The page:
Stocks Daytrading Terms Explained

It is important to a trader is to understand the meaning of some of the terms commonly used in stocks trading along with the different types of orders that can be placed when you buy or sell a stock.

Last – the last transaction for the stock took place at $34.25 a share.

Change – how much has the stock gone up or down from the closing price (price at about 4:00 PM EST) of the previous trading day. This means that the previous day’s closing price for Intel Corporation was $33.00 ( = $34.25 – 1.25 = $33.00).

Bid – the best open order to buy the stock (also known as the “best bid”). Someone is trying to buy INTC at $34.25 a share or lower.

Ask – the best open order to sell the stock (also know as the “best ask”). Someone is trying to sell INTC at $34.26 a share or lower.

Hi – the transaction with the highest price of the day. INTC has been as high as $34.45 per share.

Lo – the transaction with the lowest price of the day. INTC has been as low as $33.10 per share. So the stock, currently at $34.25, is closer to the upper part of its trading range than to the lower part.

Volume – the total number of shares that have been bought and sold (for every buyer there has to be a seller) during the current trading day. Talk about an active stock! In this example, INTC has traded $822,500,050 worth of stock so far (24,014,000 shares x $34.25 per share = $822,500,050). Keep in mind that INTC can easily trade twice this amount of shares in one complete trading day.

Last Trade – the size of the last transaction in the stock (somebody bought 500 shares of INTC stock from someone else who sold 500 shares of INTC stock).

Apart from above information there are following terms which are frequently used in quotes.

Open – This is the price of the first trade for the period (e.g., the first trade of the day). When analyzing daily data, the Open is especially important, as it is the consensus price after all interested parties were able to “sleep on it.”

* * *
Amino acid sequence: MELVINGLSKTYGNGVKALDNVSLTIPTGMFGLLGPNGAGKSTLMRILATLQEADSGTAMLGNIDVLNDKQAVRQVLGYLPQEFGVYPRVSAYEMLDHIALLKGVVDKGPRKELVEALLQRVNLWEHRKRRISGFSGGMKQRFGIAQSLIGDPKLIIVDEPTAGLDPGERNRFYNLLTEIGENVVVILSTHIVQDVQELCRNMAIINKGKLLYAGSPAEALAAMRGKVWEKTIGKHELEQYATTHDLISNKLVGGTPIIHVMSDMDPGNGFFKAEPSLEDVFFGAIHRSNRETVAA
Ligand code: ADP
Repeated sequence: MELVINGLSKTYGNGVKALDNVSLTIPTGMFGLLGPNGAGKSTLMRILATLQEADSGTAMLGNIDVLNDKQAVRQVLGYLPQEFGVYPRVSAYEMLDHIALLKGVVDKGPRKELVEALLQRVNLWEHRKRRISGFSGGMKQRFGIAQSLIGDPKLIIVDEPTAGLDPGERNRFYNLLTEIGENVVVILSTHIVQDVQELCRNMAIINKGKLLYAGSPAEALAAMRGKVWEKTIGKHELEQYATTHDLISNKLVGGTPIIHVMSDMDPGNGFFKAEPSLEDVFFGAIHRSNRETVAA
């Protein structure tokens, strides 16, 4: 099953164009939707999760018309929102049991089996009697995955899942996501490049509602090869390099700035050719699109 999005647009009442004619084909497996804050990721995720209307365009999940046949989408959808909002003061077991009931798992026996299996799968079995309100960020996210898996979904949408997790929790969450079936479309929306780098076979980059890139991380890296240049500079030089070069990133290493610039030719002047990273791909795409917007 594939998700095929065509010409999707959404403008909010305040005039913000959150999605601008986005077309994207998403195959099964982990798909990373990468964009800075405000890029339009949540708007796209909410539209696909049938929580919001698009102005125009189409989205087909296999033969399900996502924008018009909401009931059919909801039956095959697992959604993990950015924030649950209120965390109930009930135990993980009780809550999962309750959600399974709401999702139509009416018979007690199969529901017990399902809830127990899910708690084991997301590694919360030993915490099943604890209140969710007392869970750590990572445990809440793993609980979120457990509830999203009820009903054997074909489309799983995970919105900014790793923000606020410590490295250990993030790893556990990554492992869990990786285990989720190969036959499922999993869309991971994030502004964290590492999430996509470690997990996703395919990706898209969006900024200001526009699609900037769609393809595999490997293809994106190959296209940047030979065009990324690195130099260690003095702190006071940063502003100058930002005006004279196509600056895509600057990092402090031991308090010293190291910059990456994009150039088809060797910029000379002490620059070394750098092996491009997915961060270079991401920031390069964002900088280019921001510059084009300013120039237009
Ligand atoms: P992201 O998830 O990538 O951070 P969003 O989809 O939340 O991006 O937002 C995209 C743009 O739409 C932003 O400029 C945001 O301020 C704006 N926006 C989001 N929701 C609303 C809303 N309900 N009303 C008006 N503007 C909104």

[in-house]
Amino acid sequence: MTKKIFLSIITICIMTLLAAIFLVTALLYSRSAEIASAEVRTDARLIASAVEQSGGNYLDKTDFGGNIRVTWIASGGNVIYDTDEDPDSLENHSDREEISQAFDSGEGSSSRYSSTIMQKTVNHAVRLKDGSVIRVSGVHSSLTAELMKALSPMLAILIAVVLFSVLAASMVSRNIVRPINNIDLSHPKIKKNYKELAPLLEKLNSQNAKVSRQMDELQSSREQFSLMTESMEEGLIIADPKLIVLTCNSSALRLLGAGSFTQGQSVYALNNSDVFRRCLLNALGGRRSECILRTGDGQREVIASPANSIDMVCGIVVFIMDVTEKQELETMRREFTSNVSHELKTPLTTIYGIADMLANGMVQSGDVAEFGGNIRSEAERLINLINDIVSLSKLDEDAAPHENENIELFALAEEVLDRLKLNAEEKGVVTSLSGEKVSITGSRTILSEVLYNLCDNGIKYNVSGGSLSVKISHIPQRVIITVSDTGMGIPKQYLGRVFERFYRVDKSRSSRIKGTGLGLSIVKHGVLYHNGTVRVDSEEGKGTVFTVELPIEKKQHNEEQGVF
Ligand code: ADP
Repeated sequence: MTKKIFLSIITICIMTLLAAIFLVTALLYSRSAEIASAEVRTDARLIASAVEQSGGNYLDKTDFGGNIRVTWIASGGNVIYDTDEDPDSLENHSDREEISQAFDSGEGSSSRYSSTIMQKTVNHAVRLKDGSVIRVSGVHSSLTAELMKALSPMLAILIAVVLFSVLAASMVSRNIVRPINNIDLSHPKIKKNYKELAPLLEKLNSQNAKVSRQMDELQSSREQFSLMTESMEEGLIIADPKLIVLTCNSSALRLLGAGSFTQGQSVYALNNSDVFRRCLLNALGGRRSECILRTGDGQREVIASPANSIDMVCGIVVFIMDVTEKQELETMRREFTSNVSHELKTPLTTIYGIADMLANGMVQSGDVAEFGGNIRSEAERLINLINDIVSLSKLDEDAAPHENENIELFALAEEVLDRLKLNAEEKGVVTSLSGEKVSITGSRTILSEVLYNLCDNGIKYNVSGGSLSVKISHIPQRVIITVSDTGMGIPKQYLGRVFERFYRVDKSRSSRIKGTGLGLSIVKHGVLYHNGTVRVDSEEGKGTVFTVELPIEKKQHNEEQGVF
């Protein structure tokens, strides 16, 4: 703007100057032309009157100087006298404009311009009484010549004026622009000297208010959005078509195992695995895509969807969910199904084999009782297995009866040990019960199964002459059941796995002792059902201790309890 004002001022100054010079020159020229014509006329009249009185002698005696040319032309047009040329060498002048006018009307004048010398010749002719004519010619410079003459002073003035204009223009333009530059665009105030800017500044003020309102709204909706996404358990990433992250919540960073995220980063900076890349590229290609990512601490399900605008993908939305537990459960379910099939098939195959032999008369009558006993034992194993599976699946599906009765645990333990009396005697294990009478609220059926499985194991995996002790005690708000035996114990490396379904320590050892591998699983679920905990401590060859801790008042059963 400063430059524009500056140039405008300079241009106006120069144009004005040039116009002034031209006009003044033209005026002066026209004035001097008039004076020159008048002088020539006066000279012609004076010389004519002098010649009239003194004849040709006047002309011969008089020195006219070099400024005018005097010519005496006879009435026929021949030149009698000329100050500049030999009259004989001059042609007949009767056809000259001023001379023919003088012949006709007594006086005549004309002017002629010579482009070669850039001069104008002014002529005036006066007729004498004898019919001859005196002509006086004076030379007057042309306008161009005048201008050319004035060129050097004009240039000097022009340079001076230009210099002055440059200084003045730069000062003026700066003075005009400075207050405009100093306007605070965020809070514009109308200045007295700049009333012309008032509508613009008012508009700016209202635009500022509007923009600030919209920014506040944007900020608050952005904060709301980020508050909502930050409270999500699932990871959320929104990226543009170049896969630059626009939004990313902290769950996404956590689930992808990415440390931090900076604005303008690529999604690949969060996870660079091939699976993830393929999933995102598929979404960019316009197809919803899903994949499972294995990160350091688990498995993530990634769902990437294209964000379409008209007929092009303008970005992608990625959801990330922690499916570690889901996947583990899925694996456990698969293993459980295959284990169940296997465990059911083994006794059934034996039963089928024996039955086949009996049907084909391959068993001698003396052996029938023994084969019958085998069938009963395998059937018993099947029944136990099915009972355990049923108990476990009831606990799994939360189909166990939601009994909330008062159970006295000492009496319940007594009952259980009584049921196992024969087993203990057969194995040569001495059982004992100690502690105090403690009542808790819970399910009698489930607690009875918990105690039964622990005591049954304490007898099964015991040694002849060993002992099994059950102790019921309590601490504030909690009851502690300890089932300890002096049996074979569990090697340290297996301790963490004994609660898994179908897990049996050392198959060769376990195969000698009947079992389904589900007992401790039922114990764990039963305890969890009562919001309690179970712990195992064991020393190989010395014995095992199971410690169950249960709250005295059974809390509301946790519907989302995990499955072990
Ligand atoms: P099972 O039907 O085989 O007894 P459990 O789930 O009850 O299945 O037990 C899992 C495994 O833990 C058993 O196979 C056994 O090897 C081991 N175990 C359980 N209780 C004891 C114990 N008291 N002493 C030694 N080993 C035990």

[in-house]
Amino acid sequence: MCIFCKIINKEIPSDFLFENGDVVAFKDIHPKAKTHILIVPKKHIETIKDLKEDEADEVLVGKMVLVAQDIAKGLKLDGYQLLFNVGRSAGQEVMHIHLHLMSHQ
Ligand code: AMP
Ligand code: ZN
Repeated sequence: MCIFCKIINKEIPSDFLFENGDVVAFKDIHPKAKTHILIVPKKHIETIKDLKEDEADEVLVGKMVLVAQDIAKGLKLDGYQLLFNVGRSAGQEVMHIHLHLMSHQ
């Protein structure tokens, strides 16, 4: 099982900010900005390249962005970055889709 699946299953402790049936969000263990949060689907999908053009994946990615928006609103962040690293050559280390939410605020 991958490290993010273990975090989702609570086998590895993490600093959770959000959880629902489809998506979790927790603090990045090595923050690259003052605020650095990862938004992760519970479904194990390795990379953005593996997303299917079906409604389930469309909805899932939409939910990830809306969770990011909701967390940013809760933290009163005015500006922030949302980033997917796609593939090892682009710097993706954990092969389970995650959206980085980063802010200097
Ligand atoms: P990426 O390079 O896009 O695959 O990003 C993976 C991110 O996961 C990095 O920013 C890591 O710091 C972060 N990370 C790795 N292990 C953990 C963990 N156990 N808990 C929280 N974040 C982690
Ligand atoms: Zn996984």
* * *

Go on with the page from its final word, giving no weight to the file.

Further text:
Close – This is the last price that the instrument traded during the period. Due to its availability, the Close is the most often used price for analysis.

Some additional terms that are in use:

Bear: An investor who believes the market as a whole or a particular stock will decline. A bear is the opposite of a Bull.

Blue Chip: A company that has a history of solid earnings, regular and increasing dividends, and an impeccable balance sheet. Examples: Coca-Cola, Berkshire Hathaway, & Gillette. We have an entire subject area dedicated to Blue Chip stocks!

Book Value: The value of the company if all liabilities were subtracted from assets and common stock equity.
The book value has very little relation to the market value. In industries in the technology sector, this number is almost always miniscule compared to market capitalization.

Broker: A person that buys or sells an investment vehicle for you (securities, bonds, commodities, etc.,) in exchange for a fee, which is called a commission.

Bull: An investor who believes the general market or a particular stock is going to increase in price.

Dividend: A portion of a company’s income that is paid out to shareholders on a quarterly or annual basis. The Board of Directors declares dividends.

Dow Jones Industrial Average: The Dow Jones Industrial Average (or DJIA for short) is by far the most popular and widely used gauge of the U.S. Stock Market. It consists of a price-weighted list of 30 highly-traded Blue Chip companies.

Market Capitalization: A company’s market capitalization (or “market cap” as it s frequently called) is calculated by taking the number of outstanding shares of stock multiplied by the current price-per-share.

NASDAQ: A stock exchange where mostly shares of technology companies such as Microsoft and Cisco are traded. An exchange is a place where options, futures, and shares in stocks, bonds, indexes, and commodities are traded. The most famous in the United States is the New York Stock Exchange.

P/E Ratio: How much money you are paying for $1 of the company’s earnings. In other words, if a company is reporting a profit of $2 per share, and the stock is selling for $20 per share, the P/E ratio is 10 because you are paying ten-times earnings ($20 per share divided by $2 per share earnings = 10 P/E.)

Spread: The difference between the Ask and the Bid.

Stock: Stock is ownership. A business is divided up into shares of stock and parts of the company (the shares) are sold to investors to raise money.

Yield: When a company pays a dividend the yield is the percentage of the stock price in relation to the dividend paid. In other words, if a stock is trading for $10 and pays a dividend of $0.50, the yield is 5%, because for every $10 you invest, you would receive 5% back annually in the form of a fifty-cent dividend.